Ducking the costs of migration: how wastewater treatment facilities are keeping mallards grounded in Alberta

    Are birds cheating the system or making the best of a bad situation?

    By Sarah Nason on June 10, 2019

    A sord of mallard ducks lounging in secondary clarified effluent water at the wastewater treatment facility in Edmonton

    A monolithic factory churning through human waste might not seem like a paradise for wildlife, but every winter this is exactly where a motley crew of mallards makes their home in Edmonton.

    Eschewing the traditional migratory habits of their species, this renegade group elects instead to dwell in and around ponds of partially treated wastewater produced by the local wastewater treatment plant. Luckily for the ducks, the water here, called secondary clarified effluent water (SCEW), has already had certain undesirables filtered out. But what convinces a duck to overwinter here?

    "Ducks only go however far south, or east, or west, or wherever their normal overwintering grounds are to reach appropriate conditions for them to overwinter," explains Cynthia Paszkowski, professor emeritus (biological sciences). "One thing that often creates an attractant, which was true at the water treatment plant, is open water. Not only do they feed or drink from the open water, but that’s also where they often like to sleep because they’re relatively safe from predators on the water."

    Another factor for the birds is finding a warm spot to escape the winter cold. As a result of the treatment process, the pond water remains at a hospitable temperature (more than 10°C) all year round, even when the ambient temperature drops to a chilly -30°C during the infamous Alberta winter. The mallards seem happy to skip the cross-continental flight, but onlooking scientists are not so sure.

    Hungry birds

    "There was an earlier study done in the ‘90s where they looked at overwintering birds and a lot of the birds were not in good condition. They were pretty skinny. It’s not the best place for them, clearly," says Paszkowski.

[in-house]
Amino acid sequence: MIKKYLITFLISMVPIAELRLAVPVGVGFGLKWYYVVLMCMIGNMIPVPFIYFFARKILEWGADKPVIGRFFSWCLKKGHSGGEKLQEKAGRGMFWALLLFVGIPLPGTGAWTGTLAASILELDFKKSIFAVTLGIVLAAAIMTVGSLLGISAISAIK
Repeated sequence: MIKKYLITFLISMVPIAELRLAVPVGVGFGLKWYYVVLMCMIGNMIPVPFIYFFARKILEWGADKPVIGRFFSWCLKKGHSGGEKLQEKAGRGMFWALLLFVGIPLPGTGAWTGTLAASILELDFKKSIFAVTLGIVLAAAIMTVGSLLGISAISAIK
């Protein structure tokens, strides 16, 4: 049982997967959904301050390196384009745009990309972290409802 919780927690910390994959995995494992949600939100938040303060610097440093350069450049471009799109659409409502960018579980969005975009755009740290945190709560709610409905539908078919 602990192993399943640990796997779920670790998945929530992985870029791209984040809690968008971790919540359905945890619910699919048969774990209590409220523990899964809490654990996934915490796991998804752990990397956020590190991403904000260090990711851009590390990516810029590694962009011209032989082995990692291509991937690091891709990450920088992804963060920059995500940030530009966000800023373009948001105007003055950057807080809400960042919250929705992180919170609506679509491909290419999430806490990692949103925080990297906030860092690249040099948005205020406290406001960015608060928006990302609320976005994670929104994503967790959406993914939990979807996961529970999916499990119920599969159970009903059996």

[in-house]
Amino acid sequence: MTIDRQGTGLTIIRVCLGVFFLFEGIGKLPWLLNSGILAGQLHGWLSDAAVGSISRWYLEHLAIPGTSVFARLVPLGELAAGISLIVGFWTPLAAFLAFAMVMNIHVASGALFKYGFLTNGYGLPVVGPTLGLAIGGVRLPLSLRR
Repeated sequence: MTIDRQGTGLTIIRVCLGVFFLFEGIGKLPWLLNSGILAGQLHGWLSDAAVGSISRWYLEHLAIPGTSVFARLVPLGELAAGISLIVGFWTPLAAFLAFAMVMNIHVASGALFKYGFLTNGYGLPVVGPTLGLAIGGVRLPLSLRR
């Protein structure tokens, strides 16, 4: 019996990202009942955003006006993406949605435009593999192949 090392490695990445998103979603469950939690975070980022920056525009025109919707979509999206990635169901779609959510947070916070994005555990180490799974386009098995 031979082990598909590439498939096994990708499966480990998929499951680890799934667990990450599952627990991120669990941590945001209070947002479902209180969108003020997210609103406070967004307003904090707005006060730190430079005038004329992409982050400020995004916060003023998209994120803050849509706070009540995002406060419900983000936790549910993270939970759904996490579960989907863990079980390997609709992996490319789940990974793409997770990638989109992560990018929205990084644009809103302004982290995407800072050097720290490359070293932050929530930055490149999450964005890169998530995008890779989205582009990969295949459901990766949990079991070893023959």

The truth is, wintering up north is probably not so much a cunning choice as a necessary evil for ducks that are unprepared to migrate. Most winter residents on the local North Saskatchewan River are juveniles, suggesting that they hatched too late in the season to build up the strength for migration. On top of that, the birds lose up to 30 per cent of their body weight over the winter. In effect, the birds find themselves in a vicious cycle: they need more food to build up the strength to make a migration, but the SCEW ponds don’t have enough food for them to make it over the hurdle.

    What's in the water?

    With the ducks likely to stay on these ponds long-term, there remains an elephant in the room: what’s in the water at the wastewater treatment plant?

    "Everything,” says Keith Tierney (biological sciences), an expert in toxicology and fish. "You’ve got all of our drugs—recreational or pharmaceutical—and you’ve got all of our personal care products."

    Tierney and his team have also been investigating the potential toxic effects the mallards may suffer due to their prolonged exposure to the partially treated water. The researchers were mainly concerned with the potential feminizing effects of synthetic compounds in the water, such as the active ingredient in birth control—ethinyl estradiol—which has been demonstrated to affect sexual development in fish.

    Luckily for the ducks, research by Tierney and his students showed that the SCEW appears to be safe. "It’s full of pollutants, but they’re at a very low concentration. We answered the question about toxicity, but the ecology of it, we don’t know. There’s going to be a relationship between mortality, starvation, and fitness benefit of overwintering, and we’d like to know what that is. But we haven’t figured it out; we’ve only said that it exists."

    Overall, the mallards might sound like quite the success story: they have found a stable niche in the urban environment, which is not the case for a lot of wildlife out there. Humans often struggle to share space with animals, resulting in animal populations being displaced, reduced, or eliminated.

    But the question remains open of whether birds are truly better or worse off for wintering at the ponds, and with climate change likely to increase the number of ducks opting to stay put, this question may become more urgent in the future. The issue does not only affect Edmonton mallards: ducks and geese across the world are increasingly falling into what may be considered ecological traps: human-made micro-habitats that only work in the short term.

    If the SCEW ponds are indeed a trap, how do you stop a mallard from landing there in the first place? Paszkowski suggests solutions borrowed from the fishery industry, such as wiring or netting off the ponds. Such a system might be a way to stop the cycle. To be sure what steps need to be taken, more research will be needed on the costs and benefits of an earthbound lifestyle for these urban ducks.


    Sarah Nason graduated from the Faculty of Science in 2015 with a bachelor of science. Nason now works as a science communicator at Fuse Consulting Ltd.